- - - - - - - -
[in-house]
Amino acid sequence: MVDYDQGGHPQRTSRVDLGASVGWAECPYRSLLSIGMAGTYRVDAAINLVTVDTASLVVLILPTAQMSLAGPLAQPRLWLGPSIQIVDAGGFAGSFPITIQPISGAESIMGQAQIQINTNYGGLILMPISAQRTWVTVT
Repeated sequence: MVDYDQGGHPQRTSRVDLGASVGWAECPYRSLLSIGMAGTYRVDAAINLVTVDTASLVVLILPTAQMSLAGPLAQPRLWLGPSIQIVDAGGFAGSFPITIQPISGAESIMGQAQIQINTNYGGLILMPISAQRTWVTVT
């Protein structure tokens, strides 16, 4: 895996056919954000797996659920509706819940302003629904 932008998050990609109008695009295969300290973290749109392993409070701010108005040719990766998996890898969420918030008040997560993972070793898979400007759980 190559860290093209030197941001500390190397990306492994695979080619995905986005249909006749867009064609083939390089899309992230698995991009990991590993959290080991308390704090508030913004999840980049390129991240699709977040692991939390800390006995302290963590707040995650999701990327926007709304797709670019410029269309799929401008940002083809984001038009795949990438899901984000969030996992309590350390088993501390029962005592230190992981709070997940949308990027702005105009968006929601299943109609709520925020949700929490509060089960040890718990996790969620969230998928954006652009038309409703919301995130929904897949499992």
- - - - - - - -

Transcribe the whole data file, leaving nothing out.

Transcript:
[in-house]
Amino acid sequence: MVDYDQGGHPQRTSRVDLGASVGWAECPYRSLLSIGMAGTYRVDAAINLVTVDTASLVVLILPTAQMSLAGPLAQPRLWLGPSIQIVDAGGFAGSFPITIQPISGAESIMGQAQIQINTNYGGLILMPISAQRTWVTVT
Repeated sequence: MVDYDQGGHPQRTSRVDLGASVGWAECPYRSLLSIGMAGTYRVDAAINLVTVDTASLVVLILPTAQMSLAGPLAQPRLWLGPSIQIVDAGGFAGSFPITIQPISGAESIMGQAQIQINTNYGGLILMPISAQRTWVTVT
């Protein structure tokens, strides 16, 4: 895996056919954000797996659920509706819940302003629904 932008998050990609109008695009295969300290973290749109392993409070701010108005040719990766998996890898969420918030008040997560993972070793898979400007759980 190559860290093209030197941001500390190397990306492994695979080619995905986005249909006749867009064609083939390089899309992230698995991009990991590993959290080991308390704090508030913004999840980049390129991240699709977040692991939390800390006995302290963590707040995650999701990327926007709304797709670019410029269309799929401008940002083809984001038009795949990438899901984000969030996992309590350390088993501390029962005592230190992981709070997940949308990027702005105009968006929601299943109609709520925020949700929490509060089960040890718990996790969620969230998928954006652009038309409703919301995130929904897949499992």